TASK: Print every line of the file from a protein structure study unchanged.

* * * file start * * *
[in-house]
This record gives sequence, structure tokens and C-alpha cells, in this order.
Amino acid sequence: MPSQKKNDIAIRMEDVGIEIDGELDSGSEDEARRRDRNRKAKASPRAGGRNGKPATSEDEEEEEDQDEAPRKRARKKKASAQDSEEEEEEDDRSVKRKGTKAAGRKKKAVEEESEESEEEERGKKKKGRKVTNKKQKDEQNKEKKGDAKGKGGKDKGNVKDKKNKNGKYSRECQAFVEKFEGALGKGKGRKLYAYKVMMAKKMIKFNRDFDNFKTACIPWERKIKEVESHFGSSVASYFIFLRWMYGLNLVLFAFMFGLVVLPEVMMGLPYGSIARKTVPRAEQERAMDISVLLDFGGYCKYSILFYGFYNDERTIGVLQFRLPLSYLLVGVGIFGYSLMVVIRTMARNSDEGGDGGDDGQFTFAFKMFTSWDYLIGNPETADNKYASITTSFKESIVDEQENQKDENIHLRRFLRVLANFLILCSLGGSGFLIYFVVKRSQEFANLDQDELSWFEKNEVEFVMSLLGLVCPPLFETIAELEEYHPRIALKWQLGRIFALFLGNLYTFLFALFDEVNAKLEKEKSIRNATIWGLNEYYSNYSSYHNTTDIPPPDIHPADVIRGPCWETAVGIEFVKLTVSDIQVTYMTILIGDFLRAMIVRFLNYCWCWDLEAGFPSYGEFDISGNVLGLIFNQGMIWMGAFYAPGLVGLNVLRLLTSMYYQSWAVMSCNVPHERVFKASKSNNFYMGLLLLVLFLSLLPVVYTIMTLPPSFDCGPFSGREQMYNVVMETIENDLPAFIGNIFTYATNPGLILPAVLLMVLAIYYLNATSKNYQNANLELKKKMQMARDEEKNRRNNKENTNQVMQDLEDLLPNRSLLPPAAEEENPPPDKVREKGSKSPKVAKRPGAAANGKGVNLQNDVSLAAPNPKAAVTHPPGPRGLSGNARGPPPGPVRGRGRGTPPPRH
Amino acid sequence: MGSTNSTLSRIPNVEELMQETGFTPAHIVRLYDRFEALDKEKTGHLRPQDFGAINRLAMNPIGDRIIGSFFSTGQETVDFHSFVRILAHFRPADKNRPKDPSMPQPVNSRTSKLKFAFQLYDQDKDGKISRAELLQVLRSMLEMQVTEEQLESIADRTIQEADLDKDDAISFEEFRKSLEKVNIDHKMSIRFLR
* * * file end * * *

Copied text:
[in-house]
This record gives sequence, structure tokens and C-alpha cells, in this order.
Amino acid sequence: MPSQKKNDIAIRMEDVGIEIDGELDSGSEDEARRRDRNRKAKASPRAGGRNGKPATSEDEEEEEDQDEAPRKRARKKKASAQDSEEEEEEDDRSVKRKGTKAAGRKKKAVEEESEESEEEERGKKKKGRKVTNKKQKDEQNKEKKGDAKGKGGKDKGNVKDKKNKNGKYSRECQAFVEKFEGALGKGKGRKLYAYKVMMAKKMIKFNRDFDNFKTACIPWERKIKEVESHFGSSVASYFIFLRWMYGLNLVLFAFMFGLVVLPEVMMGLPYGSIARKTVPRAEQERAMDISVLLDFGGYCKYSILFYGFYNDERTIGVLQFRLPLSYLLVGVGIFGYSLMVVIRTMARNSDEGGDGGDDGQFTFAFKMFTSWDYLIGNPETADNKYASITTSFKESIVDEQENQKDENIHLRRFLRVLANFLILCSLGGSGFLIYFVVKRSQEFANLDQDELSWFEKNEVEFVMSLLGLVCPPLFETIAELEEYHPRIALKWQLGRIFALFLGNLYTFLFALFDEVNAKLEKEKSIRNATIWGLNEYYSNYSSYHNTTDIPPPDIHPADVIRGPCWETAVGIEFVKLTVSDIQVTYMTILIGDFLRAMIVRFLNYCWCWDLEAGFPSYGEFDISGNVLGLIFNQGMIWMGAFYAPGLVGLNVLRLLTSMYYQSWAVMSCNVPHERVFKASKSNNFYMGLLLLVLFLSLLPVVYTIMTLPPSFDCGPFSGREQMYNVVMETIENDLPAFIGNIFTYATNPGLILPAVLLMVLAIYYLNATSKNYQNANLELKKKMQMARDEEKNRRNNKENTNQVMQDLEDLLPNRSLLPPAAEEENPPPDKVREKGSKSPKVAKRPGAAANGKGVNLQNDVSLAAPNPKAAVTHPPGPRGLSGNARGPPPGPVRGRGRGTPPPRH
Amino acid sequence: MGSTNSTLSRIPNVEELMQETGFTPAHIVRLYDRFEALDKEKTGHLRPQDFGAINRLAMNPIGDRIIGSFFSTGQETVDFHSFVRILAHFRPADKNRPKDPSMPQPVNSRTSKLKFAFQLYDQDKDGKISRAELLQVLRSMLEMQVTEEQLESIADRTIQEADLDKDDAISFEEFRKSLEKVNIDHKMSIRFLR